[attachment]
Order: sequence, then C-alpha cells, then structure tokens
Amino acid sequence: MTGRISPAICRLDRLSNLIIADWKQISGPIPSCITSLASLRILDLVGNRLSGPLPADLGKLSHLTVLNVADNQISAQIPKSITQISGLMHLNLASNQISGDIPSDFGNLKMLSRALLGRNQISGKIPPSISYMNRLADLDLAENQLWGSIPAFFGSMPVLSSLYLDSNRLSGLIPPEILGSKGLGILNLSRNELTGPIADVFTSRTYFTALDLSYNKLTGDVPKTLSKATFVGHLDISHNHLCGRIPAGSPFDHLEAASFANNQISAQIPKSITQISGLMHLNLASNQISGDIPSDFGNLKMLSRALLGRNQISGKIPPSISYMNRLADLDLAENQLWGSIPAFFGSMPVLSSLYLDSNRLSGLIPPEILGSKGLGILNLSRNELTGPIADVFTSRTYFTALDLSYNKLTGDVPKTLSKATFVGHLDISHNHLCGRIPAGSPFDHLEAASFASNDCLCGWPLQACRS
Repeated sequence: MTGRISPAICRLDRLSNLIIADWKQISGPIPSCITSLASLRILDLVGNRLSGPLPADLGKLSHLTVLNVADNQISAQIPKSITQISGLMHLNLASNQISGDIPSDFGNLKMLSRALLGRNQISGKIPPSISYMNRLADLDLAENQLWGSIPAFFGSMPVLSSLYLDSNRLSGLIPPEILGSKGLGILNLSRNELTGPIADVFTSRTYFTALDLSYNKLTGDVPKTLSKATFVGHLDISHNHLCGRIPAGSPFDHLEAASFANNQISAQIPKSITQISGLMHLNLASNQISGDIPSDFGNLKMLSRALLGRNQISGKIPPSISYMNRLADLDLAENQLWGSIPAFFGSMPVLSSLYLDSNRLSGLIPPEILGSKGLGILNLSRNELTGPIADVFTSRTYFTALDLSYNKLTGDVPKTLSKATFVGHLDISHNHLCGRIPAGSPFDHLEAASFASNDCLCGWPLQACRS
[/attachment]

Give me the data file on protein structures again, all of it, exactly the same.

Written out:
Order: sequence, then C-alpha cells, then structure tokens
Amino acid sequence: MTGRISPAICRLDRLSNLIIADWKQISGPIPSCITSLASLRILDLVGNRLSGPLPADLGKLSHLTVLNVADNQISAQIPKSITQISGLMHLNLASNQISGDIPSDFGNLKMLSRALLGRNQISGKIPPSISYMNRLADLDLAENQLWGSIPAFFGSMPVLSSLYLDSNRLSGLIPPEILGSKGLGILNLSRNELTGPIADVFTSRTYFTALDLSYNKLTGDVPKTLSKATFVGHLDISHNHLCGRIPAGSPFDHLEAASFANNQISAQIPKSITQISGLMHLNLASNQISGDIPSDFGNLKMLSRALLGRNQISGKIPPSISYMNRLADLDLAENQLWGSIPAFFGSMPVLSSLYLDSNRLSGLIPPEILGSKGLGILNLSRNELTGPIADVFTSRTYFTALDLSYNKLTGDVPKTLSKATFVGHLDISHNHLCGRIPAGSPFDHLEAASFASNDCLCGWPLQACRS
Repeated sequence: MTGRISPAICRLDRLSNLIIADWKQISGPIPSCITSLASLRILDLVGNRLSGPLPADLGKLSHLTVLNVADNQISAQIPKSITQISGLMHLNLASNQISGDIPSDFGNLKMLSRALLGRNQISGKIPPSISYMNRLADLDLAENQLWGSIPAFFGSMPVLSSLYLDSNRLSGLIPPEILGSKGLGILNLSRNELTGPIADVFTSRTYFTALDLSYNKLTGDVPKTLSKATFVGHLDISHNHLCGRIPAGSPFDHLEAASFANNQISAQIPKSITQISGLMHLNLASNQISGDIPSDFGNLKMLSRALLGRNQISGKIPPSISYMNRLADLDLAENQLWGSIPAFFGSMPVLSSLYLDSNRLSGLIPPEILGSKGLGILNLSRNELTGPIADVFTSRTYFTALDLSYNKLTGDVPKTLSKATFVGHLDISHNHLCGRIPAGSPFDHLEAASFASNDCLCGWPLQACRS